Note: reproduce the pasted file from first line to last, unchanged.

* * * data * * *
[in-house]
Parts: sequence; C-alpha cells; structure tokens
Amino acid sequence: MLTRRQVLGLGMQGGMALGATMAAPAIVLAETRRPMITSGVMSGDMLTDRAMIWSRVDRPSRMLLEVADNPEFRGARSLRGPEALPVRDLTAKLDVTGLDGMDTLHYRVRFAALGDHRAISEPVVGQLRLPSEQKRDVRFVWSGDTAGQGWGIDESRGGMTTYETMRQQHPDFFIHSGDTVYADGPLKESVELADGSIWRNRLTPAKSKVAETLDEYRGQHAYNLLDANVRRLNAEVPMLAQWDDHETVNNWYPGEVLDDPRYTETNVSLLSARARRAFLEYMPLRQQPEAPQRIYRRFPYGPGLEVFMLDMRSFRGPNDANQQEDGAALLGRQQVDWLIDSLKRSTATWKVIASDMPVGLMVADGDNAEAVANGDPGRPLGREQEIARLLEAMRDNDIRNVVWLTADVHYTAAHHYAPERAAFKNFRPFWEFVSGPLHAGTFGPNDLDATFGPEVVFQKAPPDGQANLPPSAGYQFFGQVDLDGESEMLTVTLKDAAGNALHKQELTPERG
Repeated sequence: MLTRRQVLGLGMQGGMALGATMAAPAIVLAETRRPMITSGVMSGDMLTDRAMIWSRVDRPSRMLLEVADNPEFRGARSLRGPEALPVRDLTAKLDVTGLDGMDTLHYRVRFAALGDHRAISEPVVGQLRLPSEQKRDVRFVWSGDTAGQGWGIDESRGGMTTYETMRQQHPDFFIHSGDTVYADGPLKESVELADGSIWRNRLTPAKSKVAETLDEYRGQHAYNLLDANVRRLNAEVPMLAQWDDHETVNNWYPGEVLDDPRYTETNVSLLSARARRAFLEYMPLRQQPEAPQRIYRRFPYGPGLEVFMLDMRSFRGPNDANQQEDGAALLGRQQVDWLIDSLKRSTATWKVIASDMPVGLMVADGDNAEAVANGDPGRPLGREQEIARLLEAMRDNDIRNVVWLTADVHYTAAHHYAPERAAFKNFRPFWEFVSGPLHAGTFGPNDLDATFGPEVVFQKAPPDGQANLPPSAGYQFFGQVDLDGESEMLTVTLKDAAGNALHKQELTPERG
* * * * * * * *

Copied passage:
[in-house]
Parts: sequence; C-alpha cells; structure tokens
Amino acid sequence: MLTRRQVLGLGMQGGMALGATMAAPAIVLAETRRPMITSGVMSGDMLTDRAMIWSRVDRPSRMLLEVADNPEFRGARSLRGPEALPVRDLTAKLDVTGLDGMDTLHYRVRFAALGDHRAISEPVVGQLRLPSEQKRDVRFVWSGDTAGQGWGIDESRGGMTTYETMRQQHPDFFIHSGDTVYADGPLKESVELADGSIWRNRLTPAKSKVAETLDEYRGQHAYNLLDANVRRLNAEVPMLAQWDDHETVNNWYPGEVLDDPRYTETNVSLLSARARRAFLEYMPLRQQPEAPQRIYRRFPYGPGLEVFMLDMRSFRGPNDANQQEDGAALLGRQQVDWLIDSLKRSTATWKVIASDMPVGLMVADGDNAEAVANGDPGRPLGREQEIARLLEAMRDNDIRNVVWLTADVHYTAAHHYAPERAAFKNFRPFWEFVSGPLHAGTFGPNDLDATFGPEVVFQKAPPDGQANLPPSAGYQFFGQVDLDGESEMLTVTLKDAAGNALHKQELTPERG
Repeated sequence: MLTRRQVLGLGMQGGMALGATMAAPAIVLAETRRPMITSGVMSGDMLTDRAMIWSRVDRPSRMLLEVADNPEFRGARSLRGPEALPVRDLTAKLDVTGLDGMDTLHYRVRFAALGDHRAISEPVVGQLRLPSEQKRDVRFVWSGDTAGQGWGIDESRGGMTTYETMRQQHPDFFIHSGDTVYADGPLKESVELADGSIWRNRLTPAKSKVAETLDEYRGQHAYNLLDANVRRLNAEVPMLAQWDDHETVNNWYPGEVLDDPRYTETNVSLLSARARRAFLEYMPLRQQPEAPQRIYRRFPYGPGLEVFMLDMRSFRGPNDANQQEDGAALLGRQQVDWLIDSLKRSTATWKVIASDMPVGLMVADGDNAEAVANGDPGRPLGREQEIARLLEAMRDNDIRNVVWLTADVHYTAAHHYAPERAAFKNFRPFWEFVSGPLHAGTFGPNDLDATFGPEVVFQKAPPDGQANLPPSAGYQFFGQVDLDGESEMLTVTLKDAAGNALHKQELTPERG